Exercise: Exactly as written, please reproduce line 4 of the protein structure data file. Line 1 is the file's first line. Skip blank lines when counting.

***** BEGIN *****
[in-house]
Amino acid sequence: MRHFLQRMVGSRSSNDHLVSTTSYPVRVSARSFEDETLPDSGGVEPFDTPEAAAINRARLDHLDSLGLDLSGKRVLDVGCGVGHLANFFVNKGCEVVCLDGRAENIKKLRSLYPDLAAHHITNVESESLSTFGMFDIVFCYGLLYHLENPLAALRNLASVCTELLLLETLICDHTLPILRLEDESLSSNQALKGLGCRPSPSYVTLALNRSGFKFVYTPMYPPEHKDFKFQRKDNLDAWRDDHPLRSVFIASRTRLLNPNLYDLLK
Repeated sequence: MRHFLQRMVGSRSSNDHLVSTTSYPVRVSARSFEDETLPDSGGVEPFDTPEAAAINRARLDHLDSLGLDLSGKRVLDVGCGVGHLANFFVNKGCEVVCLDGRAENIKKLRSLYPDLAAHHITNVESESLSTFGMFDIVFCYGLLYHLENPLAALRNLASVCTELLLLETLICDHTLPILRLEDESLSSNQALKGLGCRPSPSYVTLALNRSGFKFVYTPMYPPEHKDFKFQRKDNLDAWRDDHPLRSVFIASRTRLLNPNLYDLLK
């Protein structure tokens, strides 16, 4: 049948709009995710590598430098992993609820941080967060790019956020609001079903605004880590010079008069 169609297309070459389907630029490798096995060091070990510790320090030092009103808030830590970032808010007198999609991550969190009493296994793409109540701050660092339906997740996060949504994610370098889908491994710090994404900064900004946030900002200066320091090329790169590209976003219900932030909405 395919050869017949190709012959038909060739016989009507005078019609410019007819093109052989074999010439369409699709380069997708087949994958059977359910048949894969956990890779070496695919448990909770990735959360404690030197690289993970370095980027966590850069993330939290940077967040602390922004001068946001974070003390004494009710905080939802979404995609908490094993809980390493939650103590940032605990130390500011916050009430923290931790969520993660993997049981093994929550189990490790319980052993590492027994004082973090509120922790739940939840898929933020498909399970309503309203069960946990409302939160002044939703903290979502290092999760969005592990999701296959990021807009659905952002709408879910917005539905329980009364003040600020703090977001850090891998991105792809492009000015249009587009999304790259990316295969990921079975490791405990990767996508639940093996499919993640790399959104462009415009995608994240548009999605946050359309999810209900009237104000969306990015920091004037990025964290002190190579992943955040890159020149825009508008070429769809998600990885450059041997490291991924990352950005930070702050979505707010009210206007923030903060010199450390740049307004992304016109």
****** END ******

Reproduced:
């Protein structure tokens, strides 16, 4: 049948709009995710590598430098992993609820941080967060790019956020609001079903605004880590010079008069 169609297309070459389907630029490798096995060091070990510790320090030092009103808030830590970032808010007198999609991550969190009493296994793409109540701050660092339906997740996060949504994610370098889908491994710090994404900064900004946030900002200066320091090329790169590209976003219900932030909405 395919050869017949190709012959038909060739016989009507005078019609410019007819093109052989074999010439369409699709380069997708087949994958059977359910048949894969956990890779070496695919448990909770990735959360404690030197690289993970370095980027966590850069993330939290940077967040602390922004001068946001974070003390004494009710905080939802979404995609908490094993809980390493939650103590940032605990130390500011916050009430923290931790969520993660993997049981093994929550189990490790319980052993590492027994004082973090509120922790739940939840898929933020498909399970309503309203069960946990409302939160002044939703903290979502290092999760969005592990999701296959990021807009659905952002709408879910917005539905329980009364003040600020703090977001850090891998991105792809492009000015249009587009999304790259990316295969990921079975490791405990990767996508639940093996499919993640790399959104462009415009995608994240548009999605946050359309999810209900009237104000969306990015920091004037990025964290002190190579992943955040890159020149825009508008070429769809998600990885450059041997490291991924990352950005930070702050979505707010009210206007923030903060010199450390740049307004992304016109």